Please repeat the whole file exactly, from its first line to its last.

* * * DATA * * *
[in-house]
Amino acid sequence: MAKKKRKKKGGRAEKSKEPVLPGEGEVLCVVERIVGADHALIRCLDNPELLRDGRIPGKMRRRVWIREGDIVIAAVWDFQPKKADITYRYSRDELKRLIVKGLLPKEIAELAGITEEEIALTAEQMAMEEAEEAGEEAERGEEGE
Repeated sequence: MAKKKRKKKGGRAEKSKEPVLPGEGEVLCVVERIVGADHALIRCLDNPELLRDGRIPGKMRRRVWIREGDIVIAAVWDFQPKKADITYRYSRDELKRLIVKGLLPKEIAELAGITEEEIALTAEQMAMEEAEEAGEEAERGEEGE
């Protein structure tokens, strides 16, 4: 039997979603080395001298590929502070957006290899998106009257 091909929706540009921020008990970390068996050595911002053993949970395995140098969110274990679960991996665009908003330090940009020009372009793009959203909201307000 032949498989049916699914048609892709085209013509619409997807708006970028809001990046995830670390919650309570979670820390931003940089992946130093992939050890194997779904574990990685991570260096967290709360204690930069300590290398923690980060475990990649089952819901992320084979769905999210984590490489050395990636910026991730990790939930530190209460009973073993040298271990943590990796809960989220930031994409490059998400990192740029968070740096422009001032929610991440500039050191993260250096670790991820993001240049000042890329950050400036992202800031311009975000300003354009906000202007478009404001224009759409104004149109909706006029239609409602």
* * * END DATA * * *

[in-house]
Amino acid sequence: MAKKKRKKKGGRAEKSKEPVLPGEGEVLCVVERIVGADHALIRCLDNPELLRDGRIPGKMRRRVWIREGDIVIAAVWDFQPKKADITYRYSRDELKRLIVKGLLPKEIAELAGITEEEIALTAEQMAMEEAEEAGEEAERGEEGE
Repeated sequence: MAKKKRKKKGGRAEKSKEPVLPGEGEVLCVVERIVGADHALIRCLDNPELLRDGRIPGKMRRRVWIREGDIVIAAVWDFQPKKADITYRYSRDELKRLIVKGLLPKEIAELAGITEEEIALTAEQMAMEEAEEAGEEAERGEEGE
């Protein structure tokens, strides 16, 4: 039997979603080395001298590929502070957006290899998106009257 091909929706540009921020008990970390068996050595911002053993949970395995140098969110274990679960991996665009908003330090940009020009372009793009959203909201307000 032949498989049916699914048609892709085209013509619409997807708006970028809001990046995830670390919650309570979670820390931003940089992946130093992939050890194997779904574990990685991570260096967290709360204690930069300590290398923690980060475990990649089952819901992320084979769905999210984590490489050395990636910026991730990790939930530190209460009973073993040298271990943590990796809960989220930031994409490059998400990192740029968070740096422009001032929610991440500039050191993260250096670790991820993001240049000042890329950050400036992202800031311009975000300003354009906000202007478009404001224009759409104004149109909706006029239609409602």